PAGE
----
I contributed a post on James Barry, emotion, and weather to NiCHE Canada’s The Otter/Le loutre/Acadiensis, special “Soundings” series that considers new approaches to environmental history in Atlantic Canada. I’m very honoured to be joining notable environmental historians Claire Campbell, Alan MacEachern, Mark McLaughlin, Josh MacFadyen, and Tina Loo. The entire series is available here on the Otter and here on Acadiensis.
This post focuses on weather and emotion, and I hope to soon have another post here on religion and emotion. These all will form some part of a chapter on Barry and emotion in his biography.
I’m reading Barry to understand a rural 19th-century man’s life. Weather, and to some extent climate, have become important to me because it was important to him. I do hope to develop some sort of database on weather. But I’m really wondering what made Barry tick, and weather was part of that. Not only was it important in shaping his work-life, it was important in shaping his emotional well-being. Reading his diary, one is immediately struck by how curmudgeonly he was. Few things ameliorated his mood. While his marriage was not a happy one, his courtship with Bell McLennan in the spring of 1859 marked one of the few sustained periods of lightness in his tone. And his affection for their eldest daughter Josephine was always clear. Fine weather, too, could lighten his mood. Spring freshets and rain after a dry spell, particularly in summer, brought moments of relief, and occasionally elation. And while he dreaded a dry spell, his language for sunny warm days, though not sunny hot days, usually elicited a brighter tone.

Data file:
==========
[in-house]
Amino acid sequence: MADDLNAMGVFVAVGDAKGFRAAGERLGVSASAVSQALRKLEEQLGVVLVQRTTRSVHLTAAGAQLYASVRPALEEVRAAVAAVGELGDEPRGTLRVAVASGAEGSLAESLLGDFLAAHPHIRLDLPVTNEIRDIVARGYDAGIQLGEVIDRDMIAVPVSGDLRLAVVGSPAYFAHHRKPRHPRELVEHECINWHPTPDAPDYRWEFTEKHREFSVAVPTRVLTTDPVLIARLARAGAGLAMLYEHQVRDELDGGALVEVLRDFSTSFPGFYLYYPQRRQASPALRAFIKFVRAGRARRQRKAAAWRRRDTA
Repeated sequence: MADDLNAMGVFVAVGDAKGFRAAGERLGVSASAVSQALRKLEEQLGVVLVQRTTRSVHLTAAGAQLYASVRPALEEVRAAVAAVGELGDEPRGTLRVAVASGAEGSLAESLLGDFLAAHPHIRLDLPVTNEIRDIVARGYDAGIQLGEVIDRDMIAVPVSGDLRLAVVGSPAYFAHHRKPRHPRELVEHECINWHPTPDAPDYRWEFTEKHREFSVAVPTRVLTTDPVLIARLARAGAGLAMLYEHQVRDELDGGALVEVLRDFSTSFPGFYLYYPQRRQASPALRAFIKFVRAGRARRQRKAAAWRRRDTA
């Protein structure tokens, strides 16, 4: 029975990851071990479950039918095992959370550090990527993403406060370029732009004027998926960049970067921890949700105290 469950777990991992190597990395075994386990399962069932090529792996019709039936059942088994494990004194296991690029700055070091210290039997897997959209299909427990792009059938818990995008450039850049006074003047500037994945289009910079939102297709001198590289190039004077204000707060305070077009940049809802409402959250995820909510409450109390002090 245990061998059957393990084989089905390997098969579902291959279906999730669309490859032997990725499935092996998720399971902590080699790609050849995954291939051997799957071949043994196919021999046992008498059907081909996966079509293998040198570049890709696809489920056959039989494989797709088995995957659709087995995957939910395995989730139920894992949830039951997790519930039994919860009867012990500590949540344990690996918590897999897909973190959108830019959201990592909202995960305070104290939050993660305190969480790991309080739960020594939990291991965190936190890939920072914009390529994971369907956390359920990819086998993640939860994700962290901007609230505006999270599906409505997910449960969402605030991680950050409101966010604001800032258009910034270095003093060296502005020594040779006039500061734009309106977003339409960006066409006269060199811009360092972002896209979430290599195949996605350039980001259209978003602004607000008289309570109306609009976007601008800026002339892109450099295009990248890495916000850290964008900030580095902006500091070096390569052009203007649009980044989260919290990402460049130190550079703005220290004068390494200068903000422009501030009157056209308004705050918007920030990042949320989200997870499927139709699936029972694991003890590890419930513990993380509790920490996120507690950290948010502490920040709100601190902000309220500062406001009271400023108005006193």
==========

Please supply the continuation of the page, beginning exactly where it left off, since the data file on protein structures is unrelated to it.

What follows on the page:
Read the rest here.
Seasonal affective disorder is a real concern in Canada (as I recall). Read @ruralcolonialNS Daniel Samson’s study of weather and emotion in a remarkable Nova Scotia diary spanning 56-years of #RuralHistory #envhist https://t.co/8VhjHXZZyv
— Josh MacFadyen (@joshmacfadyen) April 4, 2018
This is a fascinating way to use diaries: Weather and Emotion in James Barry’s Diary, 1849-1906 https://t.co/RO6yXv0Fv5
— Catharine Wilson, F.R.S.C. (@cawilsonuog) April 6, 2018